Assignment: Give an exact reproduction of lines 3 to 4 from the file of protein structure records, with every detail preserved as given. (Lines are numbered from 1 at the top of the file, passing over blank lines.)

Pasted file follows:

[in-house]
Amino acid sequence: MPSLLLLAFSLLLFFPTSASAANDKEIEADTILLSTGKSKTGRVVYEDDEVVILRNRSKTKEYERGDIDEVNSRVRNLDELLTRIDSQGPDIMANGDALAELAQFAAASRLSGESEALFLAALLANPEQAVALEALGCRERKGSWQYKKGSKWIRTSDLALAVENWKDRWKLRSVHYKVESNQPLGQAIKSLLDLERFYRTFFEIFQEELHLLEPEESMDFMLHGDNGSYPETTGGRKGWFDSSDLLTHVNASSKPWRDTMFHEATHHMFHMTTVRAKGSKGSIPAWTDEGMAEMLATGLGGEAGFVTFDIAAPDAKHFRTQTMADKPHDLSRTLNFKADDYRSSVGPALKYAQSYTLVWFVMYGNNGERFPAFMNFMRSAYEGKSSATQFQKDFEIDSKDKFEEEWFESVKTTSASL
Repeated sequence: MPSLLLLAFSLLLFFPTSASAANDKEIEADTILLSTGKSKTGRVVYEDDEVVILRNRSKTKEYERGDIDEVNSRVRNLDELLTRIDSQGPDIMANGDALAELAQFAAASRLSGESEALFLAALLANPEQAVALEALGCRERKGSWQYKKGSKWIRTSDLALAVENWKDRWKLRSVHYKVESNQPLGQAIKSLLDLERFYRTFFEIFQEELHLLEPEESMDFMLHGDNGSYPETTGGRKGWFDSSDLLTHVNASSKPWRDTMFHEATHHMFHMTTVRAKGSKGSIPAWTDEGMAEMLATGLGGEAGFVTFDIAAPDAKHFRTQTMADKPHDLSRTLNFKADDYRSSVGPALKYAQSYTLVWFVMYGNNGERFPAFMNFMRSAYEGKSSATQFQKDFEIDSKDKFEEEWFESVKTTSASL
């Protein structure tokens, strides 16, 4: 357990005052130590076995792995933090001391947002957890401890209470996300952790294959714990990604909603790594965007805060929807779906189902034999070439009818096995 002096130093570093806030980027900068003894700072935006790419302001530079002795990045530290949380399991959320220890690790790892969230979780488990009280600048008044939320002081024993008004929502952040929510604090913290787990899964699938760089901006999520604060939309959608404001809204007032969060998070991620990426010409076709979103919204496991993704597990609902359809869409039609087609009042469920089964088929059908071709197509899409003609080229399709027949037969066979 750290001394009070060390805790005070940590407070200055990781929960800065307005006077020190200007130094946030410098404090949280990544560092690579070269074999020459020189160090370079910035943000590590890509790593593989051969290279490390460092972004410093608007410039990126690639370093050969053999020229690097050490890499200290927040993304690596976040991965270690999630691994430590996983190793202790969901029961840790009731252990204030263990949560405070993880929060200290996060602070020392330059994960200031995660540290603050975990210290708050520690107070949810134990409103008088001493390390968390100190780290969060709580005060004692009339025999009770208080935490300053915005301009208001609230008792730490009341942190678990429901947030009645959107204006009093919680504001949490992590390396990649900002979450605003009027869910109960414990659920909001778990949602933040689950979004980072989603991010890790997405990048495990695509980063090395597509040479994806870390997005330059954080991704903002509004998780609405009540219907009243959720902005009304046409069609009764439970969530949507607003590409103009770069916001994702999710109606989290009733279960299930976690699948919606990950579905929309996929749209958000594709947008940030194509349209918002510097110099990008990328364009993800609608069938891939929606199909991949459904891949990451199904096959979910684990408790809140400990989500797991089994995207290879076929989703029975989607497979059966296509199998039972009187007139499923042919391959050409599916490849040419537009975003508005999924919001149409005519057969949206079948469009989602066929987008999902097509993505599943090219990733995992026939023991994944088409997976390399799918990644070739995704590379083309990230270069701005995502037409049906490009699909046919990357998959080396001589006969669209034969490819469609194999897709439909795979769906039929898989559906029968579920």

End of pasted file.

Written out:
Repeated sequence: MPSLLLLAFSLLLFFPTSASAANDKEIEADTILLSTGKSKTGRVVYEDDEVVILRNRSKTKEYERGDIDEVNSRVRNLDELLTRIDSQGPDIMANGDALAELAQFAAASRLSGESEALFLAALLANPEQAVALEALGCRERKGSWQYKKGSKWIRTSDLALAVENWKDRWKLRSVHYKVESNQPLGQAIKSLLDLERFYRTFFEIFQEELHLLEPEESMDFMLHGDNGSYPETTGGRKGWFDSSDLLTHVNASSKPWRDTMFHEATHHMFHMTTVRAKGSKGSIPAWTDEGMAEMLATGLGGEAGFVTFDIAAPDAKHFRTQTMADKPHDLSRTLNFKADDYRSSVGPALKYAQSYTLVWFVMYGNNGERFPAFMNFMRSAYEGKSSATQFQKDFEIDSKDKFEEEWFESVKTTSASL
């Protein structure tokens, strides 16, 4: 357990005052130590076995792995933090001391947002957890401890209470996300952790294959714990990604909603790594965007805060929807779906189902034999070439009818096995 002096130093570093806030980027900068003894700072935006790419302001530079002795990045530290949380399991959320220890690790790892969230979780488990009280600048008044939320002081024993008004929502952040929510604090913290787990899964699938760089901006999520604060939309959608404001809204007032969060998070991620990426010409076709979103919204496991993704597990609902359809869409039609087609009042469920089964088929059908071709197509899409003609080229399709027949037969066979 750290001394009070060390805790005070940590407070200055990781929960800065307005006077020190200007130094946030410098404090949280990544560092690579070269074999020459020189160090370079910035943000590590890509790593593989051969290279490390460092972004410093608007410039990126690639370093050969053999020229690097050490890499200290927040993304690596976040991965270690999630691994430590996983190793202790969901029961840790009731252990204030263990949560405070993880929060200290996060602070020392330059994960200031995660540290603050975990210290708050520690107070949810134990409103008088001493390390968390100190780290969060709580005060004692009339025999009770208080935490300053915005301009208001609230008792730490009341942190678990429901947030009645959107204006009093919680504001949490992590390396990649900002979450605003009027869910109960414990659920909001778990949602933040689950979004980072989603991010890790997405990048495990695509980063090395597509040479994806870390997005330059954080991704903002509004998780609405009540219907009243959720902005009304046409069609009764439970969530949507607003590409103009770069916001994702999710109606989290009733279960299930976690699948919606990950579905929309996929749209958000594709947008940030194509349209918002510097110099990008990328364009993800609608069938891939929606199909991949459904891949990451199904096959979910684990408790809140400990989500797991089994995207290879076929989703029975989607497979059966296509199998039972009187007139499923042919391959050409599916490849040419537009975003508005999924919001149409005519057969949206079948469009989602066929987008999902097509993505599943090219990733995992026939023991994944088409997976390399799918990644070739995704590379083309990230270069701005995502037409049906490009699909046919990357998959080396001589006969669209034969490819469609194999897709439909795979769906039929898989559906029968579920």